Airways, Boston, certainly took to the water like ducks. Flying pontooned Piper
Cubs, they chalked up a total of 285 hours in 21 days, received their ratings, and
had no trouble or breakage of any kind during this "sailor" term.
Low-Wing Trainer Approved
Abandoning its former scheme of all-biplane primary training, the Army Air Corps
has now Okay'ed the new Ryan YPT-16 low-wing trainer. This job is already being
used by the Ryan School's Air Corps Training Detachment, at San Diego. Use of low-wings
by cadets simplifies the transition from primary to advanced flying stages which
used to demand a change from biplanes to monoplanes.
Pep Up Mechanic Recruiting
Outbreak of the new European war has decidedly sped up preparedness in this country.
And that means there will now be many more opportunities in the American military
aero services for airminded fellows who'd like to see their names on a Government
pay roll. The Army, for instance, has accelerated its recruiting program which calls
for 25,139 additional aircraft mechanics.
We Welcome the AYA
Air Youth of America is the name of a new national agency now being formed to
assist the hundreds of thousands of airminded lads in this country with their model
building and other junior aero activities. Winthrop Rockefeller is temporary chairman
of the group's organizing committee. This movement is heartily welcomed by Flying
Aces because its purpose is the promotion of more openings for youths in the aviation
field. We might also add (this in a whisper) that the AYA intends to make its program
so attractive that it'll lure a bunch of non-airminded boys away from the corner
pool rooms. Get each of 'em to trade in his cue for another kind of stick - one
with wings and a prop on it, you know. But we don't figure this particular angle
applies to any F.A. readers. Or are there really some 8-Ball players in our audience?
Domestic Aviation Zooms
Figures from Washington indicate that since August, 1938, our aero industry has
climbed at a rate unparalleled in our history. Airlines carried 170,913 passengers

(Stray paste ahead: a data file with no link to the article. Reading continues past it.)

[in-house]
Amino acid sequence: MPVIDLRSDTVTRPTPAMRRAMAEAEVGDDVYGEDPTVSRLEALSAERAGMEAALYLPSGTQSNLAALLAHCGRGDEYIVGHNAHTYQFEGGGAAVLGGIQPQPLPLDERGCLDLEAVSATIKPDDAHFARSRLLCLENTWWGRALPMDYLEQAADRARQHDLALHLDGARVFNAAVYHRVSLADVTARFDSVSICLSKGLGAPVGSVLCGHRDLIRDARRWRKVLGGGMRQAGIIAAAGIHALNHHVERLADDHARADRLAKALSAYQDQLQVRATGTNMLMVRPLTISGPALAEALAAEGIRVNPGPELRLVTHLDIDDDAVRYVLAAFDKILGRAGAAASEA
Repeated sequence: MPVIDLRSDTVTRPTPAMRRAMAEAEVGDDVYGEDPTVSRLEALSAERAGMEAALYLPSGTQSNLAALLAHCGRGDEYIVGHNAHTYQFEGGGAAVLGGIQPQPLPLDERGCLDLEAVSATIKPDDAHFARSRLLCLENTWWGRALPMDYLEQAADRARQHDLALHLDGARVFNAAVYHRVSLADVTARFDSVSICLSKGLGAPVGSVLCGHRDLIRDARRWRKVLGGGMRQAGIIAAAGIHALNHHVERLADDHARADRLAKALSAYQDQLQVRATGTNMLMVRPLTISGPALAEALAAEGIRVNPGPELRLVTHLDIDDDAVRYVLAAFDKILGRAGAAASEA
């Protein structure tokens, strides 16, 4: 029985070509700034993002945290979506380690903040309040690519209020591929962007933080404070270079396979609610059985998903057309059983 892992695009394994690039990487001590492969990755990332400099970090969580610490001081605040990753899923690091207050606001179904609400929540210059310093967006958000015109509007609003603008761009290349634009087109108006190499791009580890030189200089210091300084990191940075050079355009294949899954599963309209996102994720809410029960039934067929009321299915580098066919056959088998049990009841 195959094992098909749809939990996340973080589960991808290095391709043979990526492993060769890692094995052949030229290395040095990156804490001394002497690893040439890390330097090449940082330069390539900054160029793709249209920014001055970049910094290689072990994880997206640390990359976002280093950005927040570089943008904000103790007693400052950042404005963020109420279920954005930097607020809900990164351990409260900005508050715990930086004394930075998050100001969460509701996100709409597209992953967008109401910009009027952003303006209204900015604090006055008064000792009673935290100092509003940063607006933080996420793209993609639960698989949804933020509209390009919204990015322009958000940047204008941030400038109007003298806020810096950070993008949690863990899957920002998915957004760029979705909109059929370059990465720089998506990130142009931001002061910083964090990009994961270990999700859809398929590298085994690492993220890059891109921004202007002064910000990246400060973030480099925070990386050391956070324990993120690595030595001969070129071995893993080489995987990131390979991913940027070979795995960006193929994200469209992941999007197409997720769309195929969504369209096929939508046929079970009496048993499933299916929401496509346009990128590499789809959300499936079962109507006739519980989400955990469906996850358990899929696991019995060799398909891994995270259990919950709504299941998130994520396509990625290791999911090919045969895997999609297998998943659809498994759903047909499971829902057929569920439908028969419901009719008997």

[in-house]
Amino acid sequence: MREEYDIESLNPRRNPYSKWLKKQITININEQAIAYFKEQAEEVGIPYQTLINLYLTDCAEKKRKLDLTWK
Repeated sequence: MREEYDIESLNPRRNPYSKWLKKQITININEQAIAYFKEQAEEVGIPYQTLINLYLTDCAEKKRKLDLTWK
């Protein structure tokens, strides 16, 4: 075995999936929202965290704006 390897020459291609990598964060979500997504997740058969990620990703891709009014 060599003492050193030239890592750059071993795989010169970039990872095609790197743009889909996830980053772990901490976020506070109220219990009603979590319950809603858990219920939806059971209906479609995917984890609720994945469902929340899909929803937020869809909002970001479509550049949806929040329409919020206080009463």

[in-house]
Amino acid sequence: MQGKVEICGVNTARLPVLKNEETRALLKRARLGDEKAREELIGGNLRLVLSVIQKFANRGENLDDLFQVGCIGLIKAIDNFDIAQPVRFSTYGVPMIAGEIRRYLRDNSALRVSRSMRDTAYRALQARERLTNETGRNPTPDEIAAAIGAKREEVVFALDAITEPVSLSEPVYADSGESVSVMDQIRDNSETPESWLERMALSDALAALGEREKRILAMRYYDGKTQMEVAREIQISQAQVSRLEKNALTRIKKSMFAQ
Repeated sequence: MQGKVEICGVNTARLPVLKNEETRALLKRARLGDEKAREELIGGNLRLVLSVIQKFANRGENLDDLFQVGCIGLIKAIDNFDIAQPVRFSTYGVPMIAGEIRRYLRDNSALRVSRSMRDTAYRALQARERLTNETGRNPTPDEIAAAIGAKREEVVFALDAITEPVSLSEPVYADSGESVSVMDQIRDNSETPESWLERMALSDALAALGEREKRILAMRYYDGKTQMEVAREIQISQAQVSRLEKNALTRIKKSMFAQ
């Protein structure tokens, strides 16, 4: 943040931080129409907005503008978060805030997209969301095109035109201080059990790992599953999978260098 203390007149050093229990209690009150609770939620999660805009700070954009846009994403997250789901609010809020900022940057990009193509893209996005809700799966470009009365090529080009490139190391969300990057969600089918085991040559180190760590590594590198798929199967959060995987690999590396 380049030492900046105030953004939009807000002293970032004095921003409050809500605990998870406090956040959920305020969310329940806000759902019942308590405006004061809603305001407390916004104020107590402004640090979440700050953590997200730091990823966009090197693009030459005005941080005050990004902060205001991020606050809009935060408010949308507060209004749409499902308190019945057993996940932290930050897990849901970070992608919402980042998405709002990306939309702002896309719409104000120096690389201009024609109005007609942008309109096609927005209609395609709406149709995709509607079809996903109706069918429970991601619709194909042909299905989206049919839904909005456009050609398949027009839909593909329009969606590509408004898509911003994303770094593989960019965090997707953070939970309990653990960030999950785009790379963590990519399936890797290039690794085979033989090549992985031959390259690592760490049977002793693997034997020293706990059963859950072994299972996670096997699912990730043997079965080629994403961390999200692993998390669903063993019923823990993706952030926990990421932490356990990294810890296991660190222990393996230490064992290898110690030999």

last July, 55 per-cent better than in July of 1938. The first half of this year
saw 1,627 civilian planes produced and sold, against 850 for the same period in
'38. This September 1st saw 1,109 more certified aircraft and 6,000 more pilots
than a year ago. And there was not a single fatal airline accident in the U.S. during
the first half of the current year.
Very Few Get "Green"
Maybe you'll be interested to know that only three sky passengers out of every
1,000 get air sick. Dr. Ralph Greene, Director of Eastern Air Lines' Aero-Medical
Department, discovered this fact. And he points out that sea, train, and auto sickness
are much more common. As for ear aches, which sometimes occur due to fast ascents
or decents, the Doctor prescribes yawning or swallowing to equalize the inner-ear
pressure. He goes on to say that "thrusting out the jaw with the mouth open, and
rocking it from side to side also helps." It would be a swell show for some lurking
candid camera fiend, too.
Becoming a college football player may soon be another standard way to get in
some flying. The Pitt Panther team recently hopped via TWA to the West Coast to
grapple with Washington, and the College All-Stars flew from Chicago to New York
to take on. the New York Giant grid aggregation. Flying keeps the pigskin men in
better condition than the more grueling long-distance ground travel.
Sport Flying Flourishes
Private flying is advancing by leaps and zooms, and we hope a lot of you readers
are "getting aboard." The growing popularity of the light plane sport model is indicated
by the fact that Taylorcraft enjoyed a twenty percent increase in the sales of its
ships during the first six months of this year, while Piper turned out its one thousandth
1939 Cub as early as the 19th of August.
Posted August 6, 2022